6 Simple Tips To Make A Martini ‘As Perfect As The Sonnet’
Image Credit: Source: Pexels

Wish to leave people flushed to their faces even before their first sip of the iconic cocktail that is martini? Just put up a question on how to make the best martini. Chances are almost immediately, there will be heated deliberations on whether it should be shaken or stirred. Whether martini tastes better with its classic compatriot gin or as James Bond’s rendition with vodka. Whether or not olive heats the martini, and the drink is better off with a lemon twist. At the end of it all, notice the debaters turning red neck up, and the martini hasn’t even entered the bloodstream yet.

The martini has been described by Baltimore-born satirist HL Mencken as “the only American invention as perfect as the sonnet”. However, the drink is highly personal, and the word perfection is only synonymous with the version of martini you prefer - a classic gin Martini, a dirty martini or a dry martini with a twist on top.

Nonetheless, there are tips to make a great martini, whether it’s a classic or personalised. Take a look:

1. Stirred, Not Shaken

The next time you wish to throw the Bond line “shaken, not stirred” on a bartender, or even to your friends for whom you’re playing the party mixologist, think again. Not only does stirring not dilute the martini quickly, which shaking does, it also creates a smooth surface without fragments of ice. So yes, for purists, a gentle stir is enough for the perfect harmony of ingredients.

2. Gin Vs. Vodka

Yet again, Bond may have propagated the vodka rendition of the martini, but traditionalists swear by gin. There is no firm line here, though. If you prefer a classic, go for gin, which gives the drink its softer and complex undertones. Vodka, on the other hand, gives a sharper, potent flavour. Which is superior is a debate always up for grabs.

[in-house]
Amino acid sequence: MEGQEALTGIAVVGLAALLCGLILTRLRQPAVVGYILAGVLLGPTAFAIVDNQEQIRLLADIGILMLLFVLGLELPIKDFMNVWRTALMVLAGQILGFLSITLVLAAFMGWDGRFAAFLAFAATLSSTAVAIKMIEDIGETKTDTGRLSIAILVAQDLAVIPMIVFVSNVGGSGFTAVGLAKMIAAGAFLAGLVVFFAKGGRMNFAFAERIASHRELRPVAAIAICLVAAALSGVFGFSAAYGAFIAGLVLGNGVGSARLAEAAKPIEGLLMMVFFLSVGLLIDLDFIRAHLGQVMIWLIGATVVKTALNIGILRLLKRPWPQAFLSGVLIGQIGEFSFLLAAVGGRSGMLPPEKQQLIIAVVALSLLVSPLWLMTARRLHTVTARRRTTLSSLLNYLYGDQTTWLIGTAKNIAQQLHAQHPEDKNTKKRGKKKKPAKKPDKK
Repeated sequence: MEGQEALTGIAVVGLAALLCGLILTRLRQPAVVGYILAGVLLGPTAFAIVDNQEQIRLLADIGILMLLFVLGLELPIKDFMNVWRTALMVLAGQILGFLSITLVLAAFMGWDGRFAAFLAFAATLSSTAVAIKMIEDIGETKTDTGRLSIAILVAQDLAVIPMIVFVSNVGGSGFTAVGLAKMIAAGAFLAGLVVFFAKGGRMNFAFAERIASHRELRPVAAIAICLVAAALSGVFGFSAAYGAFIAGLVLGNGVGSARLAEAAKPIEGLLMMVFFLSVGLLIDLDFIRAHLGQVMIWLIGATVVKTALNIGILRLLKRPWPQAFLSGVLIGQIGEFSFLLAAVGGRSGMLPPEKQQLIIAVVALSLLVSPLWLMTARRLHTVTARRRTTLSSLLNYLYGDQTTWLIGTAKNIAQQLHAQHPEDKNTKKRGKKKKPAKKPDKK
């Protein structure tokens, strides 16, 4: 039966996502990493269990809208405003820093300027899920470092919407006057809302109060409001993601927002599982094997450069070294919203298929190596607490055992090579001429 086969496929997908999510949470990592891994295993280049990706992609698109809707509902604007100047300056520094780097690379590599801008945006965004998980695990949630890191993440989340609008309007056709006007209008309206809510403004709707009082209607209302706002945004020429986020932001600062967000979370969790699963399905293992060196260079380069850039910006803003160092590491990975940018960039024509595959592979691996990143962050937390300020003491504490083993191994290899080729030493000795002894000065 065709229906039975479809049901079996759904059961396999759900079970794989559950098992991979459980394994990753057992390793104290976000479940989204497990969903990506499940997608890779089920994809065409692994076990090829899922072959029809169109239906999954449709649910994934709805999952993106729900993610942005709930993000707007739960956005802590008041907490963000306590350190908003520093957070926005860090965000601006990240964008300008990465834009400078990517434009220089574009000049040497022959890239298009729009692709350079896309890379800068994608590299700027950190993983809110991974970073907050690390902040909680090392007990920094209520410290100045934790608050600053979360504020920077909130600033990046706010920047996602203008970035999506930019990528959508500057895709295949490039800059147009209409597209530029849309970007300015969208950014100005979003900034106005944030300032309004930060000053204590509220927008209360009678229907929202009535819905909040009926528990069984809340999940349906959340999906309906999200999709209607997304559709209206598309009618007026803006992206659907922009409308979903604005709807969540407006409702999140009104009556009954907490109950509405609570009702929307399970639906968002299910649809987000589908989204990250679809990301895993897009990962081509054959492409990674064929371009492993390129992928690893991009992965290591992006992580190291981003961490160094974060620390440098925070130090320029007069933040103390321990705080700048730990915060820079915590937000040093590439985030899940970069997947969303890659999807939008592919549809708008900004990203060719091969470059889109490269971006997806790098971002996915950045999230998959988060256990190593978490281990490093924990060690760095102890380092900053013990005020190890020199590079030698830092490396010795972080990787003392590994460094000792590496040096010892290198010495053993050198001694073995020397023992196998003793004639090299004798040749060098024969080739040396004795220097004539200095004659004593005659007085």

3. Don’t Skip Vermouth

Well, if you’ve skipped vermouth because it lowers the alcohol content, you might as well lend a new name to the drink. A martini without vermouth is forbidden, to say the least.

4. Balance Of Flavours

Whether you’re making a classic or personalised martini, balancing of flavours is imperative. Much like other cocktails, overdoing kills it. You don’t want extra bitterness, sweetness or tartness in an attempt to strengthen the flavours. Avoid adding extra gin/vodka or olives, which can be damaging to the personality of the drink. Keep it simple, and let the mild flavours speak for themselves.

5. Olive Vs. Lemon

For connoisseurs, olive is essential in getting the quintessential martini. However, mixologists also agree that olives may heat it up. A lemon twist is a good alternative.

6. The Martini Glass

The presentation of martini is as significant as the drink itself. The thin stem and silhouette of the classic martini glass lends itself to sheer sophistication, and any alternatives may not be able to revive the look. Also, putting the glass in the freezer gives that icy edge to sipping on the drink.